Zipping up our latest design! Military inspired high waisted culottes for ya. For this design, we experimented with button holes, volume and our love for pockets.
This gorgeous fabric was picked up in Calgary at Fabricland. Sheila makes it a point to do her fabric shopping rounds every time she visits her hometown. Yee Ha! This past trip she had to check in an extra piece of luggage just for fabric.
These are definitely not your basic pair of wide leg pants. Here is some insight into our experimental process with the patch pockets and some sewing tips on buttons and button holes.
Oversized Patch Pockets
Not all pockets are supposed to be functional. Although, we did test it out and YES, you can fit a laptop in the larger pocket. Both side seams rock a smaller (usable) patch pocket.
We played around with the placement of the larger pocket (just on one side). Notice how the larger pocket is pulling the main pant leg? Due to its size, the side seams at the opening needed to be placed further away from the Center Back/Center Front of the body to avoid this. Nonetheless, we still love the drape of the over-sized pocket!
Waistband Button Extension
We dove into our big ol' button jar for this gem. You cannot see it, but it is an old button from Jacob! Anyone remember that clothing store?
Buttonhole Sewing Tips
1. Always test out a machine sewn buttonhole on scrap fabric (2 layers).
2. The buttonhole should be big enough for the button to slide through with a hair bit of resistance as it may stretch out over time.
3. Trim down any excess bulk in your seam allowance, especially if placing a buttonhole along a waistband. The more inconsistent the thickness of fabric under the foot, the more sensitive your sewing machine will be to not sew correctly.
Given the high waisted waistband of these culottes we created shaping to hug our curves with straight darts in the front and back, radiating from the waist.
Voila! This was a quick sew, under a week, in between clients (sometimes not in between hehe). Almost no hand sewing was used for these design elements.
Designed, photographed and written by Sheila Wong Studios
Six months ago, we busted out this beautiful vintage Oscar de la Renta pattern by Vogue. We just just tied the knot on the last bit of top stitching and couldn't wait to share! This pattern is from 1973.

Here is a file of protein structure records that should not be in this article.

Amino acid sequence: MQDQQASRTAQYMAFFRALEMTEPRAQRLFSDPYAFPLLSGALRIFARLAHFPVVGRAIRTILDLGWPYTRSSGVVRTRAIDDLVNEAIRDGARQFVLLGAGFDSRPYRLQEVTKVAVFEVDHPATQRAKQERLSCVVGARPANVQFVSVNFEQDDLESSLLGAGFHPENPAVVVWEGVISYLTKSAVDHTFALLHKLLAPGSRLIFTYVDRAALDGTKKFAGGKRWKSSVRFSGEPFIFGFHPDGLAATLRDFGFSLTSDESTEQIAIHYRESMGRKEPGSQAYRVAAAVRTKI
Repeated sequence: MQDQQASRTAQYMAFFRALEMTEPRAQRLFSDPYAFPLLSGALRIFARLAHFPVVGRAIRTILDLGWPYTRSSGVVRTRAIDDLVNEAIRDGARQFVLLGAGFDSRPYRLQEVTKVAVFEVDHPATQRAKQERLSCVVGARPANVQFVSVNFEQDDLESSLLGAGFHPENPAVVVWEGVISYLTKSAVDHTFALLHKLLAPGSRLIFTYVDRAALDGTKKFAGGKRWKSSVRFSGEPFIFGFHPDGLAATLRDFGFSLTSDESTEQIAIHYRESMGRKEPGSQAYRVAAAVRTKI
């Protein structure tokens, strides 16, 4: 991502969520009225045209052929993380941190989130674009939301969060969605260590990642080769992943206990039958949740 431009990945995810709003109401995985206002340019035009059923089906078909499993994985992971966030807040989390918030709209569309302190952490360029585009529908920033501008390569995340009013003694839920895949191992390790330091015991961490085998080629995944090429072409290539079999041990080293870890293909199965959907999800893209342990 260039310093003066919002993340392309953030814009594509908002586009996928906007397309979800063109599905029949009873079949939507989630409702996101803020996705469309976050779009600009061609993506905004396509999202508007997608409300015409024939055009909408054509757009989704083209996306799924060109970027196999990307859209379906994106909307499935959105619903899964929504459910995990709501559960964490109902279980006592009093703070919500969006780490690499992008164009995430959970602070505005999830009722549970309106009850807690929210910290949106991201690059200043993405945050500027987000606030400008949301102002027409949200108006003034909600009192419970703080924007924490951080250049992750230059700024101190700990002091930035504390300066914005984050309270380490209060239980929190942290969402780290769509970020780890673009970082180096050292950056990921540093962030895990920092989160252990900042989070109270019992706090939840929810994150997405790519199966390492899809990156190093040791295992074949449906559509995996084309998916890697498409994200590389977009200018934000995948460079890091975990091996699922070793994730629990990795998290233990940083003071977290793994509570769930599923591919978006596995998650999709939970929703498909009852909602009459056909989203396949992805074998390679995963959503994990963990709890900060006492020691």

This is the stuff nobody gets to see! Temporary yet oh so necessary stitches. The orange threads are thread marking stitches. They are inserted in prior to cutting out fabric and frame each pattern piece. They are also used to display any notches. These threads get removed after each seam receives their permanent stitches or at the very end of full garment construction.
The blue threads are basting threads that hold multiple layers of fabric together prior to putting in permanent stitches. So helpful as they allow you to not use any pins.
Silk Charmeuse Lining
We’re flipping up these flap pockets to show you the silk charmeuse lining. Some of the finest construction details are hidden away. This dress has patch pockets with flaps on the bodice and slash pockets on the skirt. Both lined with silk charmeuse.
Front Snap Closures
Snaps VS buttons?! What do you prefer in your sewing projects? The pattern asked for buttons but we opted for snaps to create a clean exterior placket.
Inverted Box Pleat
Creating body in a garment can be achieved in several ways. Gathers, pleats, tucks, godets, panels and more. For this vintage design, a mix of mild gathers along the waist and a center front inverted box pleat provided body in the skirt section. An inverted box pleat is like a secret box pleat. Only visible when wearer is in motion or opens it up.
Done and done! For the purpose of instructing, we have left all the thread markings and basting stitches in the final garment. Fun Fact: We have several garments in studio like this to aid with instructing our clients.
If you would like to learn more about couture hand sewing techniques feel free to contact the studio. It is easy enough to inject small bits of couture techniques in a project or go full out on a fully hand stitched garment. You decide!
Designed, photographed and written by Sheila Wong Studios.